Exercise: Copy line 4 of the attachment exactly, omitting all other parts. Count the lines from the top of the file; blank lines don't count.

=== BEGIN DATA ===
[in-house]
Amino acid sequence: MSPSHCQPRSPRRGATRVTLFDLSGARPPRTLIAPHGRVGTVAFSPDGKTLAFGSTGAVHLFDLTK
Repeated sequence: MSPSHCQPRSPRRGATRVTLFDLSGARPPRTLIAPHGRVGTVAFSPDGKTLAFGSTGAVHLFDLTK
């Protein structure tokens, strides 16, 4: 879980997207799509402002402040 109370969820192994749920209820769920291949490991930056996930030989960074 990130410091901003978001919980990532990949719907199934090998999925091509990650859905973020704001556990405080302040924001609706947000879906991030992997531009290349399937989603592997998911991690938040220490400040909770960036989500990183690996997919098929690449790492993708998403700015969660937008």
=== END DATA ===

């Protein structure tokens, strides 16, 4: 879980997207799509402002402040 109370969820192994749920209820769920291949490991930056996930030989960074 990130410091901003978001919980990532990949719907199934090998999925091509990650859905973020704001556990405080302040924001609706947000879906991030992997531009290349399937989603592997998911991690938040220490400040909770960036989500990183690996997919098929690449790492993708998403700015969660937008």